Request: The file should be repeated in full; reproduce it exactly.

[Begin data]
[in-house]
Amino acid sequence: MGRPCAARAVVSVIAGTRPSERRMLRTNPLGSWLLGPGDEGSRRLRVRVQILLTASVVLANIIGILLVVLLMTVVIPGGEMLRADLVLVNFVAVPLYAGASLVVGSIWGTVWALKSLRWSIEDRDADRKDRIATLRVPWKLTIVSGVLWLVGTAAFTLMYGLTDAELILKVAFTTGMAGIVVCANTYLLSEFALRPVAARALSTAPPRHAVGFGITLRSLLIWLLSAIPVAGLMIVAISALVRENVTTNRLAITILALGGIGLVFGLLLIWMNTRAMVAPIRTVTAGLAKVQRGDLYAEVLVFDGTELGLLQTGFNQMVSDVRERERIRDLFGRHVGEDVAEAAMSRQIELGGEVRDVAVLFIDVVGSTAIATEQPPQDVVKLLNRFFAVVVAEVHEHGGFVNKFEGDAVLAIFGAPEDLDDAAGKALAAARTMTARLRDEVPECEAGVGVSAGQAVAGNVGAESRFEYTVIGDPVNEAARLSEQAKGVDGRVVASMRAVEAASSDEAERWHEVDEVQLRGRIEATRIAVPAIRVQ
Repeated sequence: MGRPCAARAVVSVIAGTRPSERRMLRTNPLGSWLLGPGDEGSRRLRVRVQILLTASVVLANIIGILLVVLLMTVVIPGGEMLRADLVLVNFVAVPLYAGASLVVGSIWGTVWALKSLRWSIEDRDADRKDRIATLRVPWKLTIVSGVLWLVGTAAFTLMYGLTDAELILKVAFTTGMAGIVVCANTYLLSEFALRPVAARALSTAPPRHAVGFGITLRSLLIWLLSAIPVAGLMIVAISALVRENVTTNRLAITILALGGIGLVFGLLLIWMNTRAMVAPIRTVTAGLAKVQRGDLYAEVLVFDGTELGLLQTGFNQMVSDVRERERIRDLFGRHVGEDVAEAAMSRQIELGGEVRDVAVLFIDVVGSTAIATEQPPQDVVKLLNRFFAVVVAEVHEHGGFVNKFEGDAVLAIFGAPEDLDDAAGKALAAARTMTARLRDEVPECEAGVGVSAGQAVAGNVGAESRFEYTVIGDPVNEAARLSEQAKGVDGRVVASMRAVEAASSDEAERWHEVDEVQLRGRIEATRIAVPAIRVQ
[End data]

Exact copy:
[in-house]
Amino acid sequence: MGRPCAARAVVSVIAGTRPSERRMLRTNPLGSWLLGPGDEGSRRLRVRVQILLTASVVLANIIGILLVVLLMTVVIPGGEMLRADLVLVNFVAVPLYAGASLVVGSIWGTVWALKSLRWSIEDRDADRKDRIATLRVPWKLTIVSGVLWLVGTAAFTLMYGLTDAELILKVAFTTGMAGIVVCANTYLLSEFALRPVAARALSTAPPRHAVGFGITLRSLLIWLLSAIPVAGLMIVAISALVRENVTTNRLAITILALGGIGLVFGLLLIWMNTRAMVAPIRTVTAGLAKVQRGDLYAEVLVFDGTELGLLQTGFNQMVSDVRERERIRDLFGRHVGEDVAEAAMSRQIELGGEVRDVAVLFIDVVGSTAIATEQPPQDVVKLLNRFFAVVVAEVHEHGGFVNKFEGDAVLAIFGAPEDLDDAAGKALAAARTMTARLRDEVPECEAGVGVSAGQAVAGNVGAESRFEYTVIGDPVNEAARLSEQAKGVDGRVVASMRAVEAASSDEAERWHEVDEVQLRGRIEATRIAVPAIRVQ
Repeated sequence: MGRPCAARAVVSVIAGTRPSERRMLRTNPLGSWLLGPGDEGSRRLRVRVQILLTASVVLANIIGILLVVLLMTVVIPGGEMLRADLVLVNFVAVPLYAGASLVVGSIWGTVWALKSLRWSIEDRDADRKDRIATLRVPWKLTIVSGVLWLVGTAAFTLMYGLTDAELILKVAFTTGMAGIVVCANTYLLSEFALRPVAARALSTAPPRHAVGFGITLRSLLIWLLSAIPVAGLMIVAISALVRENVTTNRLAITILALGGIGLVFGLLLIWMNTRAMVAPIRTVTAGLAKVQRGDLYAEVLVFDGTELGLLQTGFNQMVSDVRERERIRDLFGRHVGEDVAEAAMSRQIELGGEVRDVAVLFIDVVGSTAIATEQPPQDVVKLLNRFFAVVVAEVHEHGGFVNKFEGDAVLAIFGAPEDLDDAAGKALAAARTMTARLRDEVPECEAGVGVSAGQAVAGNVGAESRFEYTVIGDPVNEAARLSEQAKGVDGRVVASMRAVEAASSDEAERWHEVDEVQLRGRIEATRIAVPAIRVQ